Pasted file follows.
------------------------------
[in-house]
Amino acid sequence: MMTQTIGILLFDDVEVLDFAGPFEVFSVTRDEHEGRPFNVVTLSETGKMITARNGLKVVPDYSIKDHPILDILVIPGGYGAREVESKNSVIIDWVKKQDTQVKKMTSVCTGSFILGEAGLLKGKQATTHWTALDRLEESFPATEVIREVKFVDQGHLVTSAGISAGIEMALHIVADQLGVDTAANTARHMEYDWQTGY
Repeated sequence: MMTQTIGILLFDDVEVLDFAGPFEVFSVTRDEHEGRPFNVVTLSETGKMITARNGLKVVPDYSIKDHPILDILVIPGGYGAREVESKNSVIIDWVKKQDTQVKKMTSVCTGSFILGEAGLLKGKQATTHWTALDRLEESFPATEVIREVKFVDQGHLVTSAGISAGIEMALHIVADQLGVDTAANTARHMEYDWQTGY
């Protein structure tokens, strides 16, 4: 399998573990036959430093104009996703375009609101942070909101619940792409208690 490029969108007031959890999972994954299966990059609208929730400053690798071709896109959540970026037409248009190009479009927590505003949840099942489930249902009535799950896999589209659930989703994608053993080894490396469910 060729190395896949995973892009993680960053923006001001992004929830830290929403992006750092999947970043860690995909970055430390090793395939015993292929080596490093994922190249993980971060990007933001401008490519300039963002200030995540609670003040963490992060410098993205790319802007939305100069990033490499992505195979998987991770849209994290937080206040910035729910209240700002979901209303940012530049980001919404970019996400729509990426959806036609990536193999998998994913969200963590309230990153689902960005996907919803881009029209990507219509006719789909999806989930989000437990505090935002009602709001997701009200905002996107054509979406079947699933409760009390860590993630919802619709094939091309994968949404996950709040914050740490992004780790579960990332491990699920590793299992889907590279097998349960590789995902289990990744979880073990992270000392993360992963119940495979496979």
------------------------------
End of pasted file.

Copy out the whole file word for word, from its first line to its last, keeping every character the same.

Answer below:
[in-house]
Amino acid sequence: MMTQTIGILLFDDVEVLDFAGPFEVFSVTRDEHEGRPFNVVTLSETGKMITARNGLKVVPDYSIKDHPILDILVIPGGYGAREVESKNSVIIDWVKKQDTQVKKMTSVCTGSFILGEAGLLKGKQATTHWTALDRLEESFPATEVIREVKFVDQGHLVTSAGISAGIEMALHIVADQLGVDTAANTARHMEYDWQTGY
Repeated sequence: MMTQTIGILLFDDVEVLDFAGPFEVFSVTRDEHEGRPFNVVTLSETGKMITARNGLKVVPDYSIKDHPILDILVIPGGYGAREVESKNSVIIDWVKKQDTQVKKMTSVCTGSFILGEAGLLKGKQATTHWTALDRLEESFPATEVIREVKFVDQGHLVTSAGISAGIEMALHIVADQLGVDTAANTARHMEYDWQTGY
């Protein structure tokens, strides 16, 4: 399998573990036959430093104009996703375009609101942070909101619940792409208690 490029969108007031959890999972994954299966990059609208929730400053690798071709896109959540970026037409248009190009479009927590505003949840099942489930249902009535799950896999589209659930989703994608053993080894490396469910 060729190395896949995973892009993680960053923006001001992004929830830290929403992006750092999947970043860690995909970055430390090793395939015993292929080596490093994922190249993980971060990007933001401008490519300039963002200030995540609670003040963490992060410098993205790319802007939305100069990033490499992505195979998987991770849209994290937080206040910035729910209240700002979901209303940012530049980001919404970019996400729509990426959806036609990536193999998998994913969200963590309230990153689902960005996907919803881009029209990507219509006719789909999806989930989000437990505090935002009602709001997701009200905002996107054509979406079947699933409760009390860590993630919802619709094939091309994968949404996950709040914050740490992004780790579960990332491990699920590793299992889907590279097998349960590789995902289990990744979880073990992270000392993360992963119940495979496979």